The Jordanian government will recall its ambassador to Israel to protest the latter’s recent practices against Muslim worshippers in the Jordan-administered Al-Aqsa Mosque complex in East Jerusalem, the official Jordanian news agency reported Wednesday.
Jordanian Prime Minister Abdullah Ensour has instructed Foreign Minister Nasser Judeh to summon Jordan’s Ambassador to Tel Aviv, Walid Obeidat, to discuss Israel’s “unprecedented escalations at the holy site and its repeated violations in the city of Jerusalem,” the news agency said.
Earlier Wednesday, a group of extremist Jewish settlers forced their way into the Al-Aqsa Mosque compound after Israeli forces clashed with Muslim worshippers inside the premises.
Eyewitnesses also said that Israeli police had attacked dozens of worshippers and religious students outside the complex in Jerusalem’s Old City.
Tension has been running high in East Jerusalem since Israel closed the Al-Aqsa Mosque compound on Thursday after an extremist rabbi was injured in a west Jerusalem shooting.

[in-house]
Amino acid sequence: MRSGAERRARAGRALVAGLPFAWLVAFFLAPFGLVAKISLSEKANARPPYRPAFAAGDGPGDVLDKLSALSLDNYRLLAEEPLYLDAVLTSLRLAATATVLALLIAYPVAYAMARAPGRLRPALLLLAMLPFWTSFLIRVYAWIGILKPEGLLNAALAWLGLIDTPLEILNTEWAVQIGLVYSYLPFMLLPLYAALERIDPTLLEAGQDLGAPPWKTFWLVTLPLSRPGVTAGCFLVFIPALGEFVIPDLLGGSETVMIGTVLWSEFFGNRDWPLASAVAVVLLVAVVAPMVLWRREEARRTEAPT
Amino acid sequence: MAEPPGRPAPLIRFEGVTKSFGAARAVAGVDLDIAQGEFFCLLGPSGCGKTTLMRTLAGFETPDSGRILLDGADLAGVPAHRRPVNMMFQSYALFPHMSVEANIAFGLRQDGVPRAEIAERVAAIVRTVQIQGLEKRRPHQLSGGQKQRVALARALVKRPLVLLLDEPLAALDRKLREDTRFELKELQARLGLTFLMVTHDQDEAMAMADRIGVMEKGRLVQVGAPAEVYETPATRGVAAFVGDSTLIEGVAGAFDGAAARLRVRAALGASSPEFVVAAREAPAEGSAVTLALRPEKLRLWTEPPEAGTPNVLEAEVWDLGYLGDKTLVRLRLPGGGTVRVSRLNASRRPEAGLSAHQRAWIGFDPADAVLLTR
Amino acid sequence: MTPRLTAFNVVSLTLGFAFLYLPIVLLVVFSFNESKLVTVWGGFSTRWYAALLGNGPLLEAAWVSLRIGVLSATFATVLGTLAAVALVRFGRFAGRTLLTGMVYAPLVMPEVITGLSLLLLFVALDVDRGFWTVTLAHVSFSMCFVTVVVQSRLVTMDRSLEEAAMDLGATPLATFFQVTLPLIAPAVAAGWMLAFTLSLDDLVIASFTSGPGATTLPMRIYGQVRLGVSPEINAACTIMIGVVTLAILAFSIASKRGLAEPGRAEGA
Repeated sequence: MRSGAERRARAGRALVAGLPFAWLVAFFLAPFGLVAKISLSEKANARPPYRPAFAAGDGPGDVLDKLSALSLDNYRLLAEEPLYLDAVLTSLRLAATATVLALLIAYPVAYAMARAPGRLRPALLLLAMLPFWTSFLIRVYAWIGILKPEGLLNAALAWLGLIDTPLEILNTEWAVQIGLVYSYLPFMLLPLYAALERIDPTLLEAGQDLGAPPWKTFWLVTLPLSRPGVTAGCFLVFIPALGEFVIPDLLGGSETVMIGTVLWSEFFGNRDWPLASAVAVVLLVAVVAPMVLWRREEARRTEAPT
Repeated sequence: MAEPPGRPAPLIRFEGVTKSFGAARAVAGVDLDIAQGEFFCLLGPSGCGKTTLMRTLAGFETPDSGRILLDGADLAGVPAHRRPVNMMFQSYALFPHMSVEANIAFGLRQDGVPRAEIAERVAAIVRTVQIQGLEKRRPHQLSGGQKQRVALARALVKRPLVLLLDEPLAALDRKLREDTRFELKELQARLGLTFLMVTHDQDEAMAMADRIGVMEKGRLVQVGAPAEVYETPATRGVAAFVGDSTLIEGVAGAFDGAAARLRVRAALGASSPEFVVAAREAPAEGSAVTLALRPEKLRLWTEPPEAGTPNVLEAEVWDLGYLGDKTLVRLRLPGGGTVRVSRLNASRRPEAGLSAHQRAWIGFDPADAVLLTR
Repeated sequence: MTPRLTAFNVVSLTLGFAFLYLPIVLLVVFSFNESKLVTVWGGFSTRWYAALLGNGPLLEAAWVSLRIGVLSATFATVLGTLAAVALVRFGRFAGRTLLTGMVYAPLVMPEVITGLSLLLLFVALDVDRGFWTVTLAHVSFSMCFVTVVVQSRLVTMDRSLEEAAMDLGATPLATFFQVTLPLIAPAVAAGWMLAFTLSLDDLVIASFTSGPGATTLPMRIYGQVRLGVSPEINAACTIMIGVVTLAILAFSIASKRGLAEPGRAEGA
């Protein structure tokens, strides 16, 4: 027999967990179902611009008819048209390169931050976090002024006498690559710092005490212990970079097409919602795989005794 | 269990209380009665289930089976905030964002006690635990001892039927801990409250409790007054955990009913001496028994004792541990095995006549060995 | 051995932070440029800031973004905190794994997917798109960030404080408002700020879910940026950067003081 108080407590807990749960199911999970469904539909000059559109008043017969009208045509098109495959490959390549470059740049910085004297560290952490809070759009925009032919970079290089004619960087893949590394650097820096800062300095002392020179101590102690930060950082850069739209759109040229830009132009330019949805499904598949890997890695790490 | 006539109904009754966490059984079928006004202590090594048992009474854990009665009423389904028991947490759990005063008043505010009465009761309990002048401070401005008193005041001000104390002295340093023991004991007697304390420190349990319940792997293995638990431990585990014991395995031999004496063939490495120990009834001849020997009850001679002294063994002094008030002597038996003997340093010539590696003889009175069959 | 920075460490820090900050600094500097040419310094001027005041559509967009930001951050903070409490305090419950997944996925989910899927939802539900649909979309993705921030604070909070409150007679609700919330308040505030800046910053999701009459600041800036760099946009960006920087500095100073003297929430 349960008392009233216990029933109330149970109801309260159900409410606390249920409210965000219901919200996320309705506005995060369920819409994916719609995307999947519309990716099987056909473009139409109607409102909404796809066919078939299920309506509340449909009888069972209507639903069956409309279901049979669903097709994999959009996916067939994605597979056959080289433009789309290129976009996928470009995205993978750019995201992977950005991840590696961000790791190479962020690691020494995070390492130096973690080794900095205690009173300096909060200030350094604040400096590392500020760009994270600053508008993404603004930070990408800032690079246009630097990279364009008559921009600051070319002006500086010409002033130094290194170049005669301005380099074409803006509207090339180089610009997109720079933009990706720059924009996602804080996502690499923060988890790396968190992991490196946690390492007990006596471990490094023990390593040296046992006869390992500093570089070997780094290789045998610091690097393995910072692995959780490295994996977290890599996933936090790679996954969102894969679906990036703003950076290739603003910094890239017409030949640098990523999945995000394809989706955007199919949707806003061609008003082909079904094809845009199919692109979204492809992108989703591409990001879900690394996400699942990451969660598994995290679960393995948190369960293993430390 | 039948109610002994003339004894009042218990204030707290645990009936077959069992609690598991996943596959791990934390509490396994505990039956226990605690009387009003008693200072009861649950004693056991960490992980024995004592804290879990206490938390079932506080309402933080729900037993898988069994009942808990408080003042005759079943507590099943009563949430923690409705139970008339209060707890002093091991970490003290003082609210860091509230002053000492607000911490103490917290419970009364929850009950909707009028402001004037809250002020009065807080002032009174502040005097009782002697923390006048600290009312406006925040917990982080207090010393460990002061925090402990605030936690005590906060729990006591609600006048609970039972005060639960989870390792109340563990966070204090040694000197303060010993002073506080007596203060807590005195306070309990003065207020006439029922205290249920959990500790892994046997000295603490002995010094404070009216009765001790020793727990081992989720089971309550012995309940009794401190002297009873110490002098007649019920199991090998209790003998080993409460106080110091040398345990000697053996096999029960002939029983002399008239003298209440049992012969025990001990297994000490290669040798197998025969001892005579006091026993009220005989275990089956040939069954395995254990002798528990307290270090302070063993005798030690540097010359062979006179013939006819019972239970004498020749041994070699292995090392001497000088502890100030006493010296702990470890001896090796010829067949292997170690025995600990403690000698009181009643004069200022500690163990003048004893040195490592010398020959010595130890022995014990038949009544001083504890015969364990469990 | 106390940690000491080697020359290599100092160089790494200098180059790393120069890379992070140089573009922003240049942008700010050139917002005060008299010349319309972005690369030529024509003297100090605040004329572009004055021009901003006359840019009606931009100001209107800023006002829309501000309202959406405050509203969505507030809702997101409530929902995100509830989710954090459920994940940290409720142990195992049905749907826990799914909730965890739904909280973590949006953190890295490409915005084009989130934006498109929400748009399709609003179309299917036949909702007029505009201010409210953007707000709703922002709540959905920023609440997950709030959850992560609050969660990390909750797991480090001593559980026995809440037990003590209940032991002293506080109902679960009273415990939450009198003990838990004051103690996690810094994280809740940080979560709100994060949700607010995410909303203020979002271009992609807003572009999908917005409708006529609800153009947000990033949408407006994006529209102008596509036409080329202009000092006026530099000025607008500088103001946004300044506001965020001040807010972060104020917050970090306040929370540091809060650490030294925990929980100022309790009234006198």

Israeli authorities reopened Al-Aqsa on Friday following a day of violent clashes with Palestinian protesters, but barred male Muslim worshippers under 50 years old from entering the site.
The Jordanian government has said that Israel’s latest practices in Jerusalem were undermining its 1994 peace treaty with the self-proclaimed Jewish state, which reaffirmed Jordanian oversight on Jerusalem’s holy sites.
Tensions have mounted in Jerusalem since Israeli forces killed a young Palestinian man – who had been suspected of shooting the rabbi – in a raid on his East Jerusalem home last week.
For Muslims, Al-Aqsa represents the world’s third holiest site. Jews, for their part, refer to the area as the “Temple Mount,” claiming it was the site of two Jewish temples in ancient times.
Israel occupied East Jerusalem during the 1967 Middle East War. It later annexed the holy city in 1980, claiming it as the capital of the self-proclaimed Jewish state – a move never recognized by the international community.
In September 2000, a visit to the site by controversial Israeli politician Ariel Sharon sparked what later became known as the “Second Intifada,” a popular uprising against the Israeli occupation in which thousands of Palestinians were killed.